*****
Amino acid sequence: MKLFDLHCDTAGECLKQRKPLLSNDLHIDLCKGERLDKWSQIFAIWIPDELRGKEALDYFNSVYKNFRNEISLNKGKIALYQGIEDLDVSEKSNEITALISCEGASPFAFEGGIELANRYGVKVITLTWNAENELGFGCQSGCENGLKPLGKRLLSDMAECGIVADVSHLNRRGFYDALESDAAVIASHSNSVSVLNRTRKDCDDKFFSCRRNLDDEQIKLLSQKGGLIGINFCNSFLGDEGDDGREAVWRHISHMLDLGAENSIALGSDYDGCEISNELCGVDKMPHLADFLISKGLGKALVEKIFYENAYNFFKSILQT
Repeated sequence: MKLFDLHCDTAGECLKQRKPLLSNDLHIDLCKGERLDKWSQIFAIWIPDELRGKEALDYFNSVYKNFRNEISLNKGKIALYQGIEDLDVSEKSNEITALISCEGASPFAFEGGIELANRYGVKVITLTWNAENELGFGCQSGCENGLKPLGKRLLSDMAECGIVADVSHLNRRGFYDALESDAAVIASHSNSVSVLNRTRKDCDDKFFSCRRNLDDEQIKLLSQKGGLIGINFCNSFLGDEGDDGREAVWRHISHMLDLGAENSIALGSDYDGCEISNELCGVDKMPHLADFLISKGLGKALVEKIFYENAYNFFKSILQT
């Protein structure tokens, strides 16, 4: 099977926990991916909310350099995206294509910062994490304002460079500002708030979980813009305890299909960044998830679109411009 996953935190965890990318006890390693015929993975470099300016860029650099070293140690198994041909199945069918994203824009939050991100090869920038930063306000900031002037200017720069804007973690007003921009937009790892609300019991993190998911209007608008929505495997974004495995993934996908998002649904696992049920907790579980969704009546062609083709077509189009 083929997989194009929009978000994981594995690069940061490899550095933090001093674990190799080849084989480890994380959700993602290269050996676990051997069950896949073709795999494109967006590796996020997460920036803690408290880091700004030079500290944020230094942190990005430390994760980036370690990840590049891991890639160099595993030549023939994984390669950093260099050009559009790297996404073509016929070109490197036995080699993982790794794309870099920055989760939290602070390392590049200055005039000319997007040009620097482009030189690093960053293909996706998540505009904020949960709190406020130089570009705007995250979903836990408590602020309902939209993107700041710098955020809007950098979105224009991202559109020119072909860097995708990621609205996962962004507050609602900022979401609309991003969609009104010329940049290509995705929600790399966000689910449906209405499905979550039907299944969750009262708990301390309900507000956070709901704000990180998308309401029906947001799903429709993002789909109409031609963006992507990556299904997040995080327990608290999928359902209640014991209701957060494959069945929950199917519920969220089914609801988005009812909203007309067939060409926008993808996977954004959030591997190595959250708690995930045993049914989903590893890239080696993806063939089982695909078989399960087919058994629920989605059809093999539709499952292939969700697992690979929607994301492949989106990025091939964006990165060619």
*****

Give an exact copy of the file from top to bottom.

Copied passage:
Amino acid sequence: MKLFDLHCDTAGECLKQRKPLLSNDLHIDLCKGERLDKWSQIFAIWIPDELRGKEALDYFNSVYKNFRNEISLNKGKIALYQGIEDLDVSEKSNEITALISCEGASPFAFEGGIELANRYGVKVITLTWNAENELGFGCQSGCENGLKPLGKRLLSDMAECGIVADVSHLNRRGFYDALESDAAVIASHSNSVSVLNRTRKDCDDKFFSCRRNLDDEQIKLLSQKGGLIGINFCNSFLGDEGDDGREAVWRHISHMLDLGAENSIALGSDYDGCEISNELCGVDKMPHLADFLISKGLGKALVEKIFYENAYNFFKSILQT
Repeated sequence: MKLFDLHCDTAGECLKQRKPLLSNDLHIDLCKGERLDKWSQIFAIWIPDELRGKEALDYFNSVYKNFRNEISLNKGKIALYQGIEDLDVSEKSNEITALISCEGASPFAFEGGIELANRYGVKVITLTWNAENELGFGCQSGCENGLKPLGKRLLSDMAECGIVADVSHLNRRGFYDALESDAAVIASHSNSVSVLNRTRKDCDDKFFSCRRNLDDEQIKLLSQKGGLIGINFCNSFLGDEGDDGREAVWRHISHMLDLGAENSIALGSDYDGCEISNELCGVDKMPHLADFLISKGLGKALVEKIFYENAYNFFKSILQT
């Protein structure tokens, strides 16, 4: 099977926990991916909310350099995206294509910062994490304002460079500002708030979980813009305890299909960044998830679109411009 996953935190965890990318006890390693015929993975470099300016860029650099070293140690198994041909199945069918994203824009939050991100090869920038930063306000900031002037200017720069804007973690007003921009937009790892609300019991993190998911209007608008929505495997974004495995993934996908998002649904696992049920907790579980969704009546062609083709077509189009 083929997989194009929009978000994981594995690069940061490899550095933090001093674990190799080849084989480890994380959700993602290269050996676990051997069950896949073709795999494109967006590796996020997460920036803690408290880091700004030079500290944020230094942190990005430390994760980036370690990840590049891991890639160099595993030549023939994984390669950093260099050009559009790297996404073509016929070109490197036995080699993982790794794309870099920055989760939290602070390392590049200055005039000319997007040009620097482009030189690093960053293909996706998540505009904020949960709190406020130089570009705007995250979903836990408590602020309902939209993107700041710098955020809007950098979105224009991202559109020119072909860097995708990621609205996962962004507050609602900022979401609309991003969609009104010329940049290509995705929600790399966000689910449906209405499905979550039907299944969750009262708990301390309900507000956070709901704000990180998308309401029906947001799903429709993002789909109409031609963006992507990556299904997040995080327990608290999928359902209640014991209701957060494959069945929950199917519920969220089914609801988005009812909203007309067939060409926008993808996977954004959030591997190595959250708690995930045993049914989903590893890239080696993806063939089982695909078989399960087919058994629920989605059809093999539709499952292939969700697992690979929607994301492949989106990025091939964006990165060619």